The Coptic civilization is one of the most ancient civilizations still in existence, and has vibrant manifestations in Egypt and around the world. Various aspects of Western civilization have their roots in, or are influenced by Coptic civilization and Egyptian Christianity.
An invaluable reference tool for Coptic Studies is The Coptic Encyclopedia (Aziz S. Atiya, ed. NY: Macmillan, 1991). This monumental work, with approximately 2800 entries written by 215 scholars, covers treasures of Coptic language and literature; Copto-Arabic literature; Coptic art, architecture, archaeology, history, music, liturgy, theology, spirituality, monasticism; and biblical, apocryphal, social, and legal texts. The encyclopedia was the fruit of years of effort on the part of its Editor-in-Chief, Aziz S. Atiya (1898-1988, Distinguished Professor of History at the University of Utah), and its Principal Investigator, Lola Atiya (1917-2002, Doctor of Humane Letters). Donations by the Coptic communities in the Diaspora, a matching grant from the National Endowment for the Humanities from 1979 to 1990, along with numerous other sources, made the project possible.
In 2009 the Claremont Graduate University (CGU) School of Religion acquired the right to develop an updated and continuously expanding and evolving web-based version of The Coptic Encyclopedia. Since then, the Claremont Coptic Encyclopedia (CCE) has been gradually posting the articles of the 1991 Coptic Encyclopedia and will be continuously adding updates and new topics from the growing body of scholarship in Coptic studies at worldwide institutions. Again, the participation of the Coptic community in envisioning and funding this project was instrumental in the project coming to fruition. The partnership of CGU and the Coptic community is one of the missions of the Council for Coptic Studies at the CGU School of Religion. Please visit the Council’s website at http://www.cgu.edu/pages/5446.asp.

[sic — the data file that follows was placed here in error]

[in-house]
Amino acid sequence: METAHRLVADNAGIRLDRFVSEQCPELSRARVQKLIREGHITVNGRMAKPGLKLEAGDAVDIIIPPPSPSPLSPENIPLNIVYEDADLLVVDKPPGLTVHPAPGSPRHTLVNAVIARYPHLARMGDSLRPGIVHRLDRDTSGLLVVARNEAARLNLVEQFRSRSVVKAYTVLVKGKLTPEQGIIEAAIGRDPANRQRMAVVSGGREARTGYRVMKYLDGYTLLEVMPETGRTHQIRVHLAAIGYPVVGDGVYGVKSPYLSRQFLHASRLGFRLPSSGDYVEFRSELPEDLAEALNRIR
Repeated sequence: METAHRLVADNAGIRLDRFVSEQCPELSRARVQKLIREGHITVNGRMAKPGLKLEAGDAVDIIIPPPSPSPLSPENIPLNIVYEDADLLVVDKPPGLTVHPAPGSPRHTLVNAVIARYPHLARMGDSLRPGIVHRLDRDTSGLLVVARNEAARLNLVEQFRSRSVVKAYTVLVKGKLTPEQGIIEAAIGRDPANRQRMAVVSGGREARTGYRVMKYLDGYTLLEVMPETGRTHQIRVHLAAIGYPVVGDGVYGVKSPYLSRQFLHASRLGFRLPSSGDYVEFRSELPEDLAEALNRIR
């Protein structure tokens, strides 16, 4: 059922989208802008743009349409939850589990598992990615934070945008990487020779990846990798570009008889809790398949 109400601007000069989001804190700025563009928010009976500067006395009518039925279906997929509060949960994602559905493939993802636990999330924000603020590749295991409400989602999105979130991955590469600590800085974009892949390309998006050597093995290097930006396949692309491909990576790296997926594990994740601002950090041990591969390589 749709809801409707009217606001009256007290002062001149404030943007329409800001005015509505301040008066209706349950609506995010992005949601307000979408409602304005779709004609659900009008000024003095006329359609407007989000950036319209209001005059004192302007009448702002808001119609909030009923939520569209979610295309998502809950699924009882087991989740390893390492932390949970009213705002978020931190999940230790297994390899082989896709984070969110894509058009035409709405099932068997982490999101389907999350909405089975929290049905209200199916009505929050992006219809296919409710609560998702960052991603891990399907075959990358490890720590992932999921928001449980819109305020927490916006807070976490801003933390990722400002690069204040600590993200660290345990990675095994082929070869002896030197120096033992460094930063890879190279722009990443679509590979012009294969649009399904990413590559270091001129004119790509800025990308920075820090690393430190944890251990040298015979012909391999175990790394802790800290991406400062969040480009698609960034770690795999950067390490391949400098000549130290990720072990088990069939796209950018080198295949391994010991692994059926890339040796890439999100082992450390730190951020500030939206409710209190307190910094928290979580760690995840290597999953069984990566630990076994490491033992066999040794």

The progress of the CCE project depends on the strength and continuity of Coptic studies at CGU, the participation of scholars worldwide, and the availability of financial resources. It is a work in progress; please check back or subscribe to the RSS to see updates.
Co-editors in Chief
Heinzgerd Brakmann, Liturgy
Johanna Branekaer, Coptic Language
Nelly van Doorn-Harder, Contemporary Egypt
Jean-Daniel Dubois, Gnosticism and Manichaeism
Włodzimierz Godlewski, Archaeology
James Goehring, Monasticism
Peter Grossmann, Architecture
Karel Innemmée, Art
Saad Michael Saad, Contemporary Egypt
Adel Sidarus, Copto-Arabic Literature
Hany N. Takla, Coptic Old Testament
Jacques van der Vliet, Epigraphy
Jason Zaborowski, Coptic Literature
- As the CCE evolves, more areas and editors will be added.
Saad Michael Saad